Triple offset valves address issues. One significant valve design improvement is the triple offset butterfly valve. The valve construction is similar to a butterfly valve, so the face-to-face dimension and overall weight are dramatically less than wedge, gate or ball valves. However, the triple offset arrangement of the seat allows this valve to obtain zero leakage in any valve size from 3 in.–60 in.

A typical gate valve might boast a Class V shutoff when new, although there will typically be some leakage that increases over time. The combination of the sealing arrangement, as well as the metal-to-metal seat, allows a triple offset valve to maintain zero leakage over decades of use when working with the fluids normally found in tank and terminal facilities. This capability eliminates the contamination caused by valve leakage that is especially prevalent in blending operations.

Real-world savings. A company in Alberta province needed to design and install oil transfer equipment associated with 10 individual storage tanks; slab gate valves were initially specified for the project. Triple offset valves were offered as an alternative, and the design firm, Lauren Concise Engineering, re-evaluated the project cost on that design basis. The reduction in weight (1,000 lb. vs. 3,000 lb. for a 24-in. valve), the elimination of work platforms (although access walkways were still required to deal with snow) to reach the actuator located 8 ft above the valve, and reduced piping and footprint saved nearly $1 MM for each of 10 tanks for the project.

The valves have been in operation for eight years, and their extended service life and zero leakage performance has reduced operational costs significantly. The new arrangement is shown in FIG. 1, with the compact nature of the design and lack of work platforms above the valves evident in the photo. Walkways are installed to access the pipe racks during Alberta winters when snow accumulation becomes an issue.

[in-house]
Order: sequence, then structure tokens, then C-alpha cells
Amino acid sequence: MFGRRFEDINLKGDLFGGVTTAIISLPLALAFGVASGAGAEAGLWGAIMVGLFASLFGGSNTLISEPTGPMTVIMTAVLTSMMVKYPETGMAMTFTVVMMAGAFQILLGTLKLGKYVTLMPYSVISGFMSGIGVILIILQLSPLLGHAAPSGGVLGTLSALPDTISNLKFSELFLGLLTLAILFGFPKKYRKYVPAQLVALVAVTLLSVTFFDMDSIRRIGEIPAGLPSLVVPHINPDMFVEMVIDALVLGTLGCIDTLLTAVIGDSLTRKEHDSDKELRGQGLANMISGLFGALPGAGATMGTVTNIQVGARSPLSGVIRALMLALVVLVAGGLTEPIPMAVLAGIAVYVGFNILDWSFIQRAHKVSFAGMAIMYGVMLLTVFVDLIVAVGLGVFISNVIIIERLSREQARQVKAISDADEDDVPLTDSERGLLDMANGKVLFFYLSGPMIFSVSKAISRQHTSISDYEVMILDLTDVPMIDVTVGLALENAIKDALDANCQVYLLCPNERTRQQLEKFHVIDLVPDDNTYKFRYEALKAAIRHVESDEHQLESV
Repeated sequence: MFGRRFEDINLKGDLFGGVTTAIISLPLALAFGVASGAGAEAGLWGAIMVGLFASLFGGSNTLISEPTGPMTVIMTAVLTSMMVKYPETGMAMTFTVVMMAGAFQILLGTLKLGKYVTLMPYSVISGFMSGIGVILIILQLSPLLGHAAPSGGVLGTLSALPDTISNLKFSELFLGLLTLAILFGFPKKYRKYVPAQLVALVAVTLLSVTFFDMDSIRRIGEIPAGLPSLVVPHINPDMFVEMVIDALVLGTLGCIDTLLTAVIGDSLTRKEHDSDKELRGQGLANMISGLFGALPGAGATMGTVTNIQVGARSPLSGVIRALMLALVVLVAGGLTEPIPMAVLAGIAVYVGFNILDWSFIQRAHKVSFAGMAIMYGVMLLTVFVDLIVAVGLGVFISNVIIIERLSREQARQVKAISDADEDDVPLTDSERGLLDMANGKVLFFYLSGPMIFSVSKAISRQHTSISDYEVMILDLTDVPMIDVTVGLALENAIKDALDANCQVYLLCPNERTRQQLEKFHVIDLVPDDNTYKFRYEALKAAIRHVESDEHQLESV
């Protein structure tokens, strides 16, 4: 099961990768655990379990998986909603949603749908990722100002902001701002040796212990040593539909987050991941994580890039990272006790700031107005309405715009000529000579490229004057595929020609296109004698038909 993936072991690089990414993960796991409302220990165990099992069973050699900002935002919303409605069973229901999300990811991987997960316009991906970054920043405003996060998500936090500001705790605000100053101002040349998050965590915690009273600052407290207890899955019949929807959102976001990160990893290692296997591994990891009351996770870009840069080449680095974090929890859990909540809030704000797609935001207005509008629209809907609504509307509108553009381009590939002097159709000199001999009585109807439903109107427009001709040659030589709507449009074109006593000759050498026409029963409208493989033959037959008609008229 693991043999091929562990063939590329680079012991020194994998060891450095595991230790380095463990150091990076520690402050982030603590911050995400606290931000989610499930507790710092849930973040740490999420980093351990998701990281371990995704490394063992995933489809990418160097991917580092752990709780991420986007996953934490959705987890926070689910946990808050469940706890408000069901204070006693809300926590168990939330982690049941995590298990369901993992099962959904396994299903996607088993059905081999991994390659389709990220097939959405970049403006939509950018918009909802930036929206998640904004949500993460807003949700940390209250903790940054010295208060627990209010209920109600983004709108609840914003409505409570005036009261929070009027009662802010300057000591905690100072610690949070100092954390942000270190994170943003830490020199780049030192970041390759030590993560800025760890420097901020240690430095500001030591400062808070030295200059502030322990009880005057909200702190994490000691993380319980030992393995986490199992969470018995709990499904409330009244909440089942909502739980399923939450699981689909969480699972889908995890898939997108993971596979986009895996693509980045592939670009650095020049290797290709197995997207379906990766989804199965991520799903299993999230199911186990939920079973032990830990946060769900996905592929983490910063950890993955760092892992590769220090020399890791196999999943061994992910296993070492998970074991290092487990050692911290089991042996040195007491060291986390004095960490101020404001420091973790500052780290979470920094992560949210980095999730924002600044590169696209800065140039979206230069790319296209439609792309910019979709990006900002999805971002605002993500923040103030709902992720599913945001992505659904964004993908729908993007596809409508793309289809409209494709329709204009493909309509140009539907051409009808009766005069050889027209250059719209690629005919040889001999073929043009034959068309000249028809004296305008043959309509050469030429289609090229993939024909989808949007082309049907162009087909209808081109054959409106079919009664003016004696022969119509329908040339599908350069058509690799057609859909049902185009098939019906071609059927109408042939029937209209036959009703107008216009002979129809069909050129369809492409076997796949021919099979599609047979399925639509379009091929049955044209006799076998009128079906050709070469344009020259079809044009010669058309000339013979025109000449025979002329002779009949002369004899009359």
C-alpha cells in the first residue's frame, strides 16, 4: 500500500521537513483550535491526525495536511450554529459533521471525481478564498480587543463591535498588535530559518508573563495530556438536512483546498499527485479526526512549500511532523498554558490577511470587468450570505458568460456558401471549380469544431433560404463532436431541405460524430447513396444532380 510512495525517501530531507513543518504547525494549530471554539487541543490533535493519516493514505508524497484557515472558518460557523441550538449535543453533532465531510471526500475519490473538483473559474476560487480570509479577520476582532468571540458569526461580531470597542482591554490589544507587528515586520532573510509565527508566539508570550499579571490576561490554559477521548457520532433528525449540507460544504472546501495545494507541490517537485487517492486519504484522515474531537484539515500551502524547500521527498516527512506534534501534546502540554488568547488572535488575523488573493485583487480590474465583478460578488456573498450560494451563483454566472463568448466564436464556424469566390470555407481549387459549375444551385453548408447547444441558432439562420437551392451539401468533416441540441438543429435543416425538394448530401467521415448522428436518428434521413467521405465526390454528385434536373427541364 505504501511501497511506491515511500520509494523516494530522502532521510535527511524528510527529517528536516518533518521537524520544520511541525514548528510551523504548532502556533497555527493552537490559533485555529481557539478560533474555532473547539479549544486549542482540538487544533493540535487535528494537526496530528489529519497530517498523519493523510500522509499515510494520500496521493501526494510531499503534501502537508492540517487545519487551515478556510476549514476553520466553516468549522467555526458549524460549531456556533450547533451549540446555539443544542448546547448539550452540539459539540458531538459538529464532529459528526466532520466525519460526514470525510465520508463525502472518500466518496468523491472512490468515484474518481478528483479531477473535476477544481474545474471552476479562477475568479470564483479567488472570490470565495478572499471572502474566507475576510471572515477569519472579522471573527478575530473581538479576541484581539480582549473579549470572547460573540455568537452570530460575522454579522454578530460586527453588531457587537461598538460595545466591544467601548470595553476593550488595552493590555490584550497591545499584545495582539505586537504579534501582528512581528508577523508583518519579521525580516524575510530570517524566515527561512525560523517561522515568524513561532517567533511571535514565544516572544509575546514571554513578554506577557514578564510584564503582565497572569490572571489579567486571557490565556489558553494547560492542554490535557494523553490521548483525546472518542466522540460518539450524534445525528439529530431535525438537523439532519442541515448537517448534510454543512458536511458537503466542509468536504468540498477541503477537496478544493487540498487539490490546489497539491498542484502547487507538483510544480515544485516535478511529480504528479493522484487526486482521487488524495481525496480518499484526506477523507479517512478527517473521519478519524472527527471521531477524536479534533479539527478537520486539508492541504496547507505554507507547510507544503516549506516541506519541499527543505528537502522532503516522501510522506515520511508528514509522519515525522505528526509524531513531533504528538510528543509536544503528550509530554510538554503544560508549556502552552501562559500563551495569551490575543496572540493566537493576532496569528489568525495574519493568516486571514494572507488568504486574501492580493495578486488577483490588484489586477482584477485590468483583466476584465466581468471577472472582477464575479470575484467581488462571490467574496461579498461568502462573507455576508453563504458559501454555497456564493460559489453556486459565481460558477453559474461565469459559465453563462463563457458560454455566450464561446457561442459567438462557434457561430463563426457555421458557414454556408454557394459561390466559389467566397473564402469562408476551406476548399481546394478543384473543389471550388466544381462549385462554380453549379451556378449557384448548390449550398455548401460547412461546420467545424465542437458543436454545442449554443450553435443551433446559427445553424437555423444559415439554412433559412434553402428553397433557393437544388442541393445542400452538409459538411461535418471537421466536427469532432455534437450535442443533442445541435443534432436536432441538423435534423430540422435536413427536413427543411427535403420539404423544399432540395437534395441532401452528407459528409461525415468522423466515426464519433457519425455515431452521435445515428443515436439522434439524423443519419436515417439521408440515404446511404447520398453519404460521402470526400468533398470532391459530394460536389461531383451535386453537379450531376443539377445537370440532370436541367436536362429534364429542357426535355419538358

FIG. 1. Triple offset valves and electric actuators saved $1 MM per tank in this skid design. Courtesy of Gibson Energy.

Takeaway. The historically high cost of automation has been a barrier for some tank and terminal facilities, and many companies continue to rely on manual operations. The combination of triple offset valves, advanced motorized actuators and wireless communications reduces design, installation and operating cost—slashing the payback on these types of upgrades from years to months in many cases.



DAVID LEAVITT graduated with a mechanical engineering degree from the Naval Academy and has 15 years of experience in the oil and gas, power, mining and water/wastewater industries. He is a Business Development Manager for Emerson’s Automation Solutions business and works in Colorado.

MANUEL ARROYO graduated with a control and automation engineering degree from the Instituto Politecnico Nacional in Mexico City and has 18 years of experience in the oil and gas industry. He has deep technical background in field instrumentation, wireless technology and control systems in onshore and offshore environments. He is works as an Oil and Gas Manager for Emerson’s Automation Solutions Industry Programs Group.